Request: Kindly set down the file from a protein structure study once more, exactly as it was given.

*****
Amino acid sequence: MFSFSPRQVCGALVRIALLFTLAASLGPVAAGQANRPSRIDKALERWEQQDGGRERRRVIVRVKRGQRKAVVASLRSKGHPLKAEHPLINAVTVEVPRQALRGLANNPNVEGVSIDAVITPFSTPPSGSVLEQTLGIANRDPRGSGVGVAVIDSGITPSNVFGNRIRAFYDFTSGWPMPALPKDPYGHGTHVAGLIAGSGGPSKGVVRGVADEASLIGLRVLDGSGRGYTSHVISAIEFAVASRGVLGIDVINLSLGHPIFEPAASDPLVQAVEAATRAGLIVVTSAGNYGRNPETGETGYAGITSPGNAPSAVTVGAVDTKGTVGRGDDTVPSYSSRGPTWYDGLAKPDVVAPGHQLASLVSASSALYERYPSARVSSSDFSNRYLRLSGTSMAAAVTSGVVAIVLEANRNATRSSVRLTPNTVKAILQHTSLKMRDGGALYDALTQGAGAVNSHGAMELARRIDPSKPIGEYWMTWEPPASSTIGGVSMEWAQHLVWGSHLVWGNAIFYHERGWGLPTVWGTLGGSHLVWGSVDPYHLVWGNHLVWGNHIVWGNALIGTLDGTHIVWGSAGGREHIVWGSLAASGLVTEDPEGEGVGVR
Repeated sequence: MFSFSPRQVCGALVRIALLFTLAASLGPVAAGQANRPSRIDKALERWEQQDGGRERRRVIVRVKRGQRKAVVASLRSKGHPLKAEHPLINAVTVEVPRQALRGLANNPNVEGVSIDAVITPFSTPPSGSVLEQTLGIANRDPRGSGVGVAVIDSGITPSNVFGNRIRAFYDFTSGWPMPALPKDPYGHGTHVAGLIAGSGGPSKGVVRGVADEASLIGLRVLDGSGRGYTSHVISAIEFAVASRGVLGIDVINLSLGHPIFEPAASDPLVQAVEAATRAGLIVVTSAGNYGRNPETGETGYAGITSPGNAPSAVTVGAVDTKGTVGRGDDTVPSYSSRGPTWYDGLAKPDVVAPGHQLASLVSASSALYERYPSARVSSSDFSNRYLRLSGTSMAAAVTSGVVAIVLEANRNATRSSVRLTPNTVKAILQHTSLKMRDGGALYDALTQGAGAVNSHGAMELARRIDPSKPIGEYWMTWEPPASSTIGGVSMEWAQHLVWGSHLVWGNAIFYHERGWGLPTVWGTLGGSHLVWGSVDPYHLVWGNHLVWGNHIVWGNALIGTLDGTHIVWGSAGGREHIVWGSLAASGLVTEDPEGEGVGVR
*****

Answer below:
Amino acid sequence: MFSFSPRQVCGALVRIALLFTLAASLGPVAAGQANRPSRIDKALERWEQQDGGRERRRVIVRVKRGQRKAVVASLRSKGHPLKAEHPLINAVTVEVPRQALRGLANNPNVEGVSIDAVITPFSTPPSGSVLEQTLGIANRDPRGSGVGVAVIDSGITPSNVFGNRIRAFYDFTSGWPMPALPKDPYGHGTHVAGLIAGSGGPSKGVVRGVADEASLIGLRVLDGSGRGYTSHVISAIEFAVASRGVLGIDVINLSLGHPIFEPAASDPLVQAVEAATRAGLIVVTSAGNYGRNPETGETGYAGITSPGNAPSAVTVGAVDTKGTVGRGDDTVPSYSSRGPTWYDGLAKPDVVAPGHQLASLVSASSALYERYPSARVSSSDFSNRYLRLSGTSMAAAVTSGVVAIVLEANRNATRSSVRLTPNTVKAILQHTSLKMRDGGALYDALTQGAGAVNSHGAMELARRIDPSKPIGEYWMTWEPPASSTIGGVSMEWAQHLVWGSHLVWGNAIFYHERGWGLPTVWGTLGGSHLVWGSVDPYHLVWGNHLVWGNHIVWGNALIGTLDGTHIVWGSAGGREHIVWGSLAASGLVTEDPEGEGVGVR
Repeated sequence: MFSFSPRQVCGALVRIALLFTLAASLGPVAAGQANRPSRIDKALERWEQQDGGRERRRVIVRVKRGQRKAVVASLRSKGHPLKAEHPLINAVTVEVPRQALRGLANNPNVEGVSIDAVITPFSTPPSGSVLEQTLGIANRDPRGSGVGVAVIDSGITPSNVFGNRIRAFYDFTSGWPMPALPKDPYGHGTHVAGLIAGSGGPSKGVVRGVADEASLIGLRVLDGSGRGYTSHVISAIEFAVASRGVLGIDVINLSLGHPIFEPAASDPLVQAVEAATRAGLIVVTSAGNYGRNPETGETGYAGITSPGNAPSAVTVGAVDTKGTVGRGDDTVPSYSSRGPTWYDGLAKPDVVAPGHQLASLVSASSALYERYPSARVSSSDFSNRYLRLSGTSMAAAVTSGVVAIVLEANRNATRSSVRLTPNTVKAILQHTSLKMRDGGALYDALTQGAGAVNSHGAMELARRIDPSKPIGEYWMTWEPPASSTIGGVSMEWAQHLVWGSHLVWGNAIFYHERGWGLPTVWGTLGGSHLVWGSVDPYHLVWGNHLVWGNHIVWGNALIGTLDGTHIVWGSAGGREHIVWGSLAASGLVTEDPEGEGVGVR